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Cablegate: Vietnam: P.L. 108-7 - Consolidated Appropriations

This record is a partial extract of the original cable. The full text of the original cable is not available.

UNCLAS SECTION 01 OF 03 HANOI 001258

SIPDIS

STATE FOR EAP/BCLTV, EB/IFD/OIA
STATE ALSO FOR USAID

E.O. 12958: N/A
TAGS: AA AMGT EAID ECON EFIN EINV EPET ETRD VM FINREF
SUBJECT: VIETNAM: P.L. 108-7 - Consolidated Appropriations
Resolution for FY 2003, H.J. Res. 2, Section 585.
Transparency and Accountability.

REF: STATE 100283

1. This cable was originally sent May 5, 2003 but
encountered TERP transmission problems. Post apologizes for
the delay. Responses to reftel questionnaire follow:

a. Does host government publish national budget in a
timely manner?

2 - Yes, with some delay (more than one year)

b. Where subnational levels of government are significant,
are their combined fiscal positions published?

No - subnational levels are considered insignificant;
combined fiscal positions are not published.

c. In what form in national budget published?

Internet, newspaper.

d. Please rate the quality and comprehensiveness of fiscal
data published.

2 - Limited system of budget reporting and monitoring with
limited classification system. Some payments arrears and
deviations between actual expenditures and amounts budgeted.
e. List key laws/regulations governing public disclosure of
revenues and expenditures in the national budget.

1 - Law on State Budget
2 - Decision 225/1998/QD-TTg of the Prime Minister on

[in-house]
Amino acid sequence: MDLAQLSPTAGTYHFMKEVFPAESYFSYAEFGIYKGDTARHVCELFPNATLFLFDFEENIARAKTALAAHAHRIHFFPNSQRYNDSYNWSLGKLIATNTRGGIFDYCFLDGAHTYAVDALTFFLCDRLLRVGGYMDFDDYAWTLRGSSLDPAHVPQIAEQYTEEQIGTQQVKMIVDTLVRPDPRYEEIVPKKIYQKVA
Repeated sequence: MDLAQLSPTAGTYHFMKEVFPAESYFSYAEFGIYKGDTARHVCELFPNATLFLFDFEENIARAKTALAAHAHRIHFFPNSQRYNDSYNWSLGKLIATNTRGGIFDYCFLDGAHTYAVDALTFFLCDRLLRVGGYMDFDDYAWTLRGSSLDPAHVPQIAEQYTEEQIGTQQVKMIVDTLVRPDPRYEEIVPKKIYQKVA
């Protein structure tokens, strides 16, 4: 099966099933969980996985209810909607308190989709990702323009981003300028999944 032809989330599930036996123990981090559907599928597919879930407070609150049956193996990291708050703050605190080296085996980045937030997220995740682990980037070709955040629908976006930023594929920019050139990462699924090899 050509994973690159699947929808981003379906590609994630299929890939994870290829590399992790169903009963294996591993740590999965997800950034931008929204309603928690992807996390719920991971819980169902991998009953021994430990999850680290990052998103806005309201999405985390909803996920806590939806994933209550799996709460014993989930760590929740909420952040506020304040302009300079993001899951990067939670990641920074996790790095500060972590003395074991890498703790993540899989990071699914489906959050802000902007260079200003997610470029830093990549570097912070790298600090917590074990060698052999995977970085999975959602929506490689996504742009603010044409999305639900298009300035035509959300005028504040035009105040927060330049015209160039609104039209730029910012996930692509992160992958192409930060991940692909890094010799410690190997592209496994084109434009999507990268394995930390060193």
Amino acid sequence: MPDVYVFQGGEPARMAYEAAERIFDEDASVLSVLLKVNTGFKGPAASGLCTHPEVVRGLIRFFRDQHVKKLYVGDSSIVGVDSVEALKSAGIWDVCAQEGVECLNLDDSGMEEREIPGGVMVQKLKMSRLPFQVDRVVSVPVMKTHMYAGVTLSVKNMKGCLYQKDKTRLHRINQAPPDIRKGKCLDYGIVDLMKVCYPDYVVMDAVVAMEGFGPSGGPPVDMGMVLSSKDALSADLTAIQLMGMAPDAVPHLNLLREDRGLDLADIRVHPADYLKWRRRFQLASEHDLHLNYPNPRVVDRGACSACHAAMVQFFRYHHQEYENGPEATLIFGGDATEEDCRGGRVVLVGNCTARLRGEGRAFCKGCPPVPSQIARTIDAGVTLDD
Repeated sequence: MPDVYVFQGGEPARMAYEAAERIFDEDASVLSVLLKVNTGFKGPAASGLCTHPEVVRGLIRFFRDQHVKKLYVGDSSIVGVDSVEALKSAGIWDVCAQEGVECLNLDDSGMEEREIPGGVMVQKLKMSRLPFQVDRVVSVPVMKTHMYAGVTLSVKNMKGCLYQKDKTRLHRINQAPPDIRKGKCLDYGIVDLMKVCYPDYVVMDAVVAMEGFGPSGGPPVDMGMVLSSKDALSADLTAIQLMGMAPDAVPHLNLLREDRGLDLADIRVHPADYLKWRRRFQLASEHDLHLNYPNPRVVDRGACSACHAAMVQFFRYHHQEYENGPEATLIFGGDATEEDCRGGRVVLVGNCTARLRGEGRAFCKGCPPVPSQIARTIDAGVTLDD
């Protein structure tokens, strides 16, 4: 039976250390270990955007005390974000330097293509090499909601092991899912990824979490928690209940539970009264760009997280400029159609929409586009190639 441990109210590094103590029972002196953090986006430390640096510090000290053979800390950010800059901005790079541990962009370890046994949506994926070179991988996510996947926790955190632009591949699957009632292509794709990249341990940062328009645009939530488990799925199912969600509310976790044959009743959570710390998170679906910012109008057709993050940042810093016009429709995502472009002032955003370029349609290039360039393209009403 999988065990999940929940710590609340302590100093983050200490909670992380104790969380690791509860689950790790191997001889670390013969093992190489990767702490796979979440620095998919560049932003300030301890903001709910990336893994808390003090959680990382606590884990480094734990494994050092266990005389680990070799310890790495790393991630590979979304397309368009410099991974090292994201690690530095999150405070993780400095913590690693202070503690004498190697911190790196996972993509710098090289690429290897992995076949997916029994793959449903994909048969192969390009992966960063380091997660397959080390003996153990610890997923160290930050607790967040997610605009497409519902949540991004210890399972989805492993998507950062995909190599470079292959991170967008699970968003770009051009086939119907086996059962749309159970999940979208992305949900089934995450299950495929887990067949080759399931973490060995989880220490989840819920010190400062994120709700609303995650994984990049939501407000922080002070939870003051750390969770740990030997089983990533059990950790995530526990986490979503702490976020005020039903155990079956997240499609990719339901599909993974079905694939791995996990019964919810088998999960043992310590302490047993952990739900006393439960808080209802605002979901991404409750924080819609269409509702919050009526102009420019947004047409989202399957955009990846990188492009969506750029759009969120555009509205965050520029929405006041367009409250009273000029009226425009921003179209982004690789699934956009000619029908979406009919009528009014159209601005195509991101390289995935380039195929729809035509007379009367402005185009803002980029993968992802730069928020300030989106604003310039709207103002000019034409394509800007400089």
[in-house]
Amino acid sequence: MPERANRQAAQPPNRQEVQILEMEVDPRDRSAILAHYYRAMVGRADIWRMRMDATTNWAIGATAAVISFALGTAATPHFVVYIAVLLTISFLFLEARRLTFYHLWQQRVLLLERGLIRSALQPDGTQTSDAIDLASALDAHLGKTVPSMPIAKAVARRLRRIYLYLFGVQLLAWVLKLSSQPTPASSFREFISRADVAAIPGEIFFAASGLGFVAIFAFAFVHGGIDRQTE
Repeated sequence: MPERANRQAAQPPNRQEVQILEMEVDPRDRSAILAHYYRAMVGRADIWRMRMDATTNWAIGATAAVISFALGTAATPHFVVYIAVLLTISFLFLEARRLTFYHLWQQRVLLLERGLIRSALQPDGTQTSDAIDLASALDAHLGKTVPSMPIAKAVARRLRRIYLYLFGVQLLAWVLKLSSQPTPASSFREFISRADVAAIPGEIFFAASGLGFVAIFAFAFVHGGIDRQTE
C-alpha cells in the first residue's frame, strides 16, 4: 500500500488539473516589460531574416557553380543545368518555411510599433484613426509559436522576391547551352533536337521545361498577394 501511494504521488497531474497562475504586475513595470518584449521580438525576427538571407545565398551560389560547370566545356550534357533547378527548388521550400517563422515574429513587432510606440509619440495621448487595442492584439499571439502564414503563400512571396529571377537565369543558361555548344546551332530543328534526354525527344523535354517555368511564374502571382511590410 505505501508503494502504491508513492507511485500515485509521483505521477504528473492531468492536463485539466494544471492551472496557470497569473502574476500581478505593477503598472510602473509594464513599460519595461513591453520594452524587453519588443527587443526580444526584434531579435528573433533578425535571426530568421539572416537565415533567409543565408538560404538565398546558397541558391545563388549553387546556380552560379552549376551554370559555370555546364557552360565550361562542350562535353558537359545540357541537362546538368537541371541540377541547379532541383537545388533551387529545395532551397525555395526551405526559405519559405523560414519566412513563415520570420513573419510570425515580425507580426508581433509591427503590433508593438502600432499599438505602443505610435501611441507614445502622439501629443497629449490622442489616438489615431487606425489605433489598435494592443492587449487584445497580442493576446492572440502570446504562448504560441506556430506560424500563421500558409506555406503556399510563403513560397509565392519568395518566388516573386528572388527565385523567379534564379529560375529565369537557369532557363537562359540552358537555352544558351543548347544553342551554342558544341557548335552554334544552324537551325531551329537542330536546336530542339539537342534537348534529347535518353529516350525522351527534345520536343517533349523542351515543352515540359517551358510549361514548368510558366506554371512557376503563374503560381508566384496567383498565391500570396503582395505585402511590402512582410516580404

financial disclosure of the state budget for all levels of
government
3 - Circular 01/2002/TT - BTC of the Ministry of Finance
providing guidelines for the regulations on financial
disclosure of the State Budget

f. Assess adequacy of those laws and regulations
establishing fiscal transparency and accountability
requirements.

3 - Detailed and comprehensive

g. Assess extent to which laws and regulations on fiscal
transparency and accountability are implemented and
enforced.

2 - Unevenly enforced

h. How would distribution of tax powers and expenditure
responsibilities of central government be described?

i. Does a national audit body or equivalent organization,
independent from the executive, provide reports for the
legislature and the public on the financial integrity of
government accounts?

No. There is a "State Auditor" which is the only body
authorized by Vietnamese law to conduct government audits.
The IMF does not consider the State Auditor to be
sufficiently independent from the executive.

j. How would the link between nonfinancial public/state-
owned enterprises and general government be described?

3 - Clear control under central government budget process

k. Are privatization processes transparent and published?

1 - Limited

l. How would the reliability of budget revenue and
expenditure estimates best be described?

2 - Moderately reliable.

m. Please provide evaluation of hose government commitment
to fiscal transparency and accountability.

As part of the overall reform effort, Vietnam is attempting
to improve its public expenditure management and the
consistency and transparency of budgetary information. Up
until 1999, the budget was covered by secrecy laws and was
essentially considered a State secret. While certain
"sensitive" budget items will remain opaque, some daylight
is being inserted into the budget and budget process.
Previously, only an aggregate amount of the total state
budget revenue and only a total expenditure figure by
Ministry was available publicly. Current publications
provide details of state revenue broken down into 4 major
and 11 sub-categories. Central Ministries and local
government have begun to disclose more detailed budgetary
data in accordance with transparency regulations. For the
first time, limited budget information is freely available,
whether posted on the local Commune's community bulletin
board or via the Ministry of Finance's web page. However,
while the situation is improved, Vietnam's budgetary system
is still far from transparent and accountability remains a